NHS Employers updates guidance for assessing COVID-19 risk in BAME staff

Updated guidance to help GP practices assess and mitigate the risk staff from black, Asian and minority ethnic (BAME) backgrounds face from COVID-19 has been published by NHS Employers.

(Photo: monkeybusinessimages/Getty Images)
(Photo: monkeybusinessimages/Getty Images)

At the end of last month GP practices were told to risk assess staff from BAME backgrounds in light of mounting evidence that they were more likely to experience serious outcomes from COVID-19.

NHS Employers' guidance, which was first released in early April and covers risk assessment for all staff at greater risk from coronavirus, has been updated to include more information on how to assess the risk faced by BAME staff.

It highlights a number of resources that practices could use to help identify staff at risk, including a risk stratification tool developer by the British Association of Physicians of Indian Origin (BAPIO), which is central to NHS Wales' strategy. However the guidance cautions that any risk stratification tool or score card should be 'used with care'.

Regular communication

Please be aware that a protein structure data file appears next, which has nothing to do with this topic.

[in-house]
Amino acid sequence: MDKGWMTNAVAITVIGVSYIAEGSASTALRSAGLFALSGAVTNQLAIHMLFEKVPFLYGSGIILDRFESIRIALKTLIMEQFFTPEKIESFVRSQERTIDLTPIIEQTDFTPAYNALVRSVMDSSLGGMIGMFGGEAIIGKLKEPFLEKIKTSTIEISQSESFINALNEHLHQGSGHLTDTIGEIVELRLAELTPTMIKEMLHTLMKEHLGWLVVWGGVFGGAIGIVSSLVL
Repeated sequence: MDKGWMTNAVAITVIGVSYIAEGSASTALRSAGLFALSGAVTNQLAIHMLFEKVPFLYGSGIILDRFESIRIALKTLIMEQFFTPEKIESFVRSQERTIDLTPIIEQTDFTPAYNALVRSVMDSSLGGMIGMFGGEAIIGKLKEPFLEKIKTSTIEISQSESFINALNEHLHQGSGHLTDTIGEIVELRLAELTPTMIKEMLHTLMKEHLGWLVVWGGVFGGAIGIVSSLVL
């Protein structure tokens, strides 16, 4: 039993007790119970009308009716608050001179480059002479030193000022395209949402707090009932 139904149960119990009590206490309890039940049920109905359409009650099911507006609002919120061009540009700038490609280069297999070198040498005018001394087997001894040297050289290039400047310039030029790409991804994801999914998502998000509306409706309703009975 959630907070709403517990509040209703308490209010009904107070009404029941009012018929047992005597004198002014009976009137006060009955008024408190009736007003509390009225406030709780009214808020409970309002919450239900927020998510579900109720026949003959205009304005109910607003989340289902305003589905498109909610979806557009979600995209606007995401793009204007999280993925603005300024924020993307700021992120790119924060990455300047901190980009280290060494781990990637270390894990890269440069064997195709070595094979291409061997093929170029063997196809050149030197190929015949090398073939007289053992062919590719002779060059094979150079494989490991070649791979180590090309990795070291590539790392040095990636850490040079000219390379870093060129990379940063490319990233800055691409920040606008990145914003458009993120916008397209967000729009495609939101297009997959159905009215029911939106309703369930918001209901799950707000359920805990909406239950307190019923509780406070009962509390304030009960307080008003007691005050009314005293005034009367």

'They help identify potential risks that need to be discussed further (normally with those with management responsibility) and support that discussion when it takes place,' the guidance says. 'Such tools must not replace the compassionate and considerate discussion between those managing services and the worker.'

The guidance stresses that discussions with affected staff must be central to employers' approach and that practices should regularly communicate with any staff identified as being at risk. Risk assessments should also be repeated when new information becomes available or if an individual requests a review.

Suggestions for how to mitigate risk include asking patients to wear masks when in contact with staff members, limiting duration of close interaction with patients and, where possible, maintaining a two-metre distance from patients. Practices could also consider making adjustments so that staff can avoid travelling on public transport in peak hours and work at home where possible.

BAME mortality risk

Research published earlier this month found that mortality risk from COVID-19 is two to three times higher for people from BAME groups compared with the general population. Among Pakistani groups, risk of death was 3.29 times higher - while Bangladeshi groups faced a 2.41 times higher risk, Black Caribbean groups 2.21 times higher and Indian groups a 1.7 times higher risk

Public Health England (PHE) is due to publish a report shortly into how factors including ethnicity, gender and obesity affect outcomes in patients and NHS staff infected with COVID-19. The report was due to be published by the end of this month, but PHE has been unable to confirm if it will meet this deadline.

Healthcare workers from BAME backgrounds have been particularly hard hit by COVID-19. Analysis by the Guardian shows that six in 10 UK health workers who have died as a result of COVID-19 are from BAME communities, accounting for 122 deaths. Of the 11 GPs who have died as a result of coronavirus, 10 are from BAME backgrounds.

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